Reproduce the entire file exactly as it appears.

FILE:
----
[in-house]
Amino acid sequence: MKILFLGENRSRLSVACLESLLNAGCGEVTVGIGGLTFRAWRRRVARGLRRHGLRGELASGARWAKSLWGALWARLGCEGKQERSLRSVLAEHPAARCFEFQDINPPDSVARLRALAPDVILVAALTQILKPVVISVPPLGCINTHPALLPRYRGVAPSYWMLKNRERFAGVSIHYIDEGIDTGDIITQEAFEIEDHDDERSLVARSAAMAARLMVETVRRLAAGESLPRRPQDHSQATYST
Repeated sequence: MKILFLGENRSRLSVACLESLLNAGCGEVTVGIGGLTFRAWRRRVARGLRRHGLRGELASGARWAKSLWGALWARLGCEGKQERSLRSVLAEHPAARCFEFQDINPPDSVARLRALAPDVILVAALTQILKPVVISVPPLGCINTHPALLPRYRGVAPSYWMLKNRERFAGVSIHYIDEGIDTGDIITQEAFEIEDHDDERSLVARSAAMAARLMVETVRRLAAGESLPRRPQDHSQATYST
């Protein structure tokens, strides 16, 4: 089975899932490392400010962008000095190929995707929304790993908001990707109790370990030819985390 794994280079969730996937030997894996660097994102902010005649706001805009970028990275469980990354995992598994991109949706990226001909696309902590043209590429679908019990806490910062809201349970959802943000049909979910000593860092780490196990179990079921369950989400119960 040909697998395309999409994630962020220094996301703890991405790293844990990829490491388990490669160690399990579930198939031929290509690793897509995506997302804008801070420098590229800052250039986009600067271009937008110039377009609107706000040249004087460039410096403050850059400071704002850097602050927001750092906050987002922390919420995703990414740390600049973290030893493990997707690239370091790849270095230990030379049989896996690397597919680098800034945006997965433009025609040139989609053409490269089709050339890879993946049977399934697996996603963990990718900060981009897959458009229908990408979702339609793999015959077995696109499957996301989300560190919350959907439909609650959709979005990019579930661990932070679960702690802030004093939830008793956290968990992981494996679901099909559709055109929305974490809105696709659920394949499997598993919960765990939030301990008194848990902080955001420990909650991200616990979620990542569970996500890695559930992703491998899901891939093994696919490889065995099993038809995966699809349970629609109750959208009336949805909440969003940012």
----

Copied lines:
[in-house]
Amino acid sequence: MKILFLGENRSRLSVACLESLLNAGCGEVTVGIGGLTFRAWRRRVARGLRRHGLRGELASGARWAKSLWGALWARLGCEGKQERSLRSVLAEHPAARCFEFQDINPPDSVARLRALAPDVILVAALTQILKPVVISVPPLGCINTHPALLPRYRGVAPSYWMLKNRERFAGVSIHYIDEGIDTGDIITQEAFEIEDHDDERSLVARSAAMAARLMVETVRRLAAGESLPRRPQDHSQATYST
Repeated sequence: MKILFLGENRSRLSVACLESLLNAGCGEVTVGIGGLTFRAWRRRVARGLRRHGLRGELASGARWAKSLWGALWARLGCEGKQERSLRSVLAEHPAARCFEFQDINPPDSVARLRALAPDVILVAALTQILKPVVISVPPLGCINTHPALLPRYRGVAPSYWMLKNRERFAGVSIHYIDEGIDTGDIITQEAFEIEDHDDERSLVARSAAMAARLMVETVRRLAAGESLPRRPQDHSQATYST
């Protein structure tokens, strides 16, 4: 089975899932490392400010962008000095190929995707929304790993908001990707109790370990030819985390 794994280079969730996937030997894996660097994102902010005649706001805009970028990275469980990354995992598994991109949706990226001909696309902590043209590429679908019990806490910062809201349970959802943000049909979910000593860092780490196990179990079921369950989400119960 040909697998395309999409994630962020220094996301703890991405790293844990990829490491388990490669160690399990579930198939031929290509690793897509995506997302804008801070420098590229800052250039986009600067271009937008110039377009609107706000040249004087460039410096403050850059400071704002850097602050927001750092906050987002922390919420995703990414740390600049973290030893493990997707690239370091790849270095230990030379049989896996690397597919680098800034945006997965433009025609040139989609053409490269089709050339890879993946049977399934697996996603963990990718900060981009897959458009229908990408979702339609793999015959077995696109499957996301989300560190919350959907439909609650959709979005990019579930661990932070679960702690802030004093939830008793956290968990992981494996679901099909559709055109929305974490809105696709659920394949499997598993919960765990939030301990008194848990902080955001420990909650991200616990979620990542569970996500890695559930992703491998899901891939093994696919490889065995099993038809995966699809349970629609109750959208009336949805909440969003940012």